• The Data and Algorithms Toolbox for Automated Services (DATAS) project: Efficiency and reliability in (city) logistics and supply chain planning is key to remain competitive and improve sustainability. The objective of this project is to research, build and test (in practice) advanced decision support systems for both multi-channel (retail, detail and e-tail) and multi-company collaboration. The starting point of our multi-channel and multi-company decision support systems involves connectivity, allowing data to be exchanged, shared and connected. Once connectivity is in place, intelligence needs to be built in order to make use of these comprehensive data sources. An information sharing platform will be developed which encapsulates information about the different processes, external factors (e.g. weather, vacation, etc.) and uses that information to provide effective decisions support services to its users. Specifically, adequate, timely and accurate information, based on various data sources is required. This could be (real‐time) information aggregated from multiple sources, including (cooperative) devices, such as transportation infrastructure sensors, but of course also the various information systems from the logistics service providers, shippers etc. The decision support systems to be developed will focus on collaboration. In the different distribution channels companies can benefit a lot from cooperation. Think of using the Retail network to position trailers close to cities, from which Detail and E-tail distribution could be handled. As such, the Retail network brings value for Detail and E-tail distribution. In Detail and E-tail networks, large consolidated volumes need to be transported, for which the Retail network could be used.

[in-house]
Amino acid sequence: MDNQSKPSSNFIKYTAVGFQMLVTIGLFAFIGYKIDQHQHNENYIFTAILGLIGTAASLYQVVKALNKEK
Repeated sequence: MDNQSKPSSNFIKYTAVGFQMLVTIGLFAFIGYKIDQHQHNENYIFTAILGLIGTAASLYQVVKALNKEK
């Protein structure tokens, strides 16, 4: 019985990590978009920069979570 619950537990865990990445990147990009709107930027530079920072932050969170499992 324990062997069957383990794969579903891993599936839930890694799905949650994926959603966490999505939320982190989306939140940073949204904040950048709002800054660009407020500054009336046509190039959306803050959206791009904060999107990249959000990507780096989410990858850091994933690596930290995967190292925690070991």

• The Integrated Synchromodal Transport System Analysis (ISOLA) project:The ISOLA program provides the academic underpinning of the ambition and innovation vision that is formulated for synchromodality in the Topsector Logistics. The research will support the development of the multimodal transport system in the Netherlands, and by extension in Europe, into a truly synchromodal transport system, in which infrastructure use, transport services and operations are perfectly aligned with market demand. This requires the integration of data on infrastructure, services and transportation, the development of new synchromodal control mechanisms, and the analysis of demand characteristics of shippers. So far research has addressed horizontal alignment between modes into a coherent network. The main research angle for this program is the vertical alignment, however, i.e. the shipper/client orientation and the relations with the underlying network management. These vertical aspects will become apparent in 4 main scientific contributions:
        • Advanced freight transport demand models that include shippers’ logistics responses.
        • Models for the design and allocation of multimodal capacity.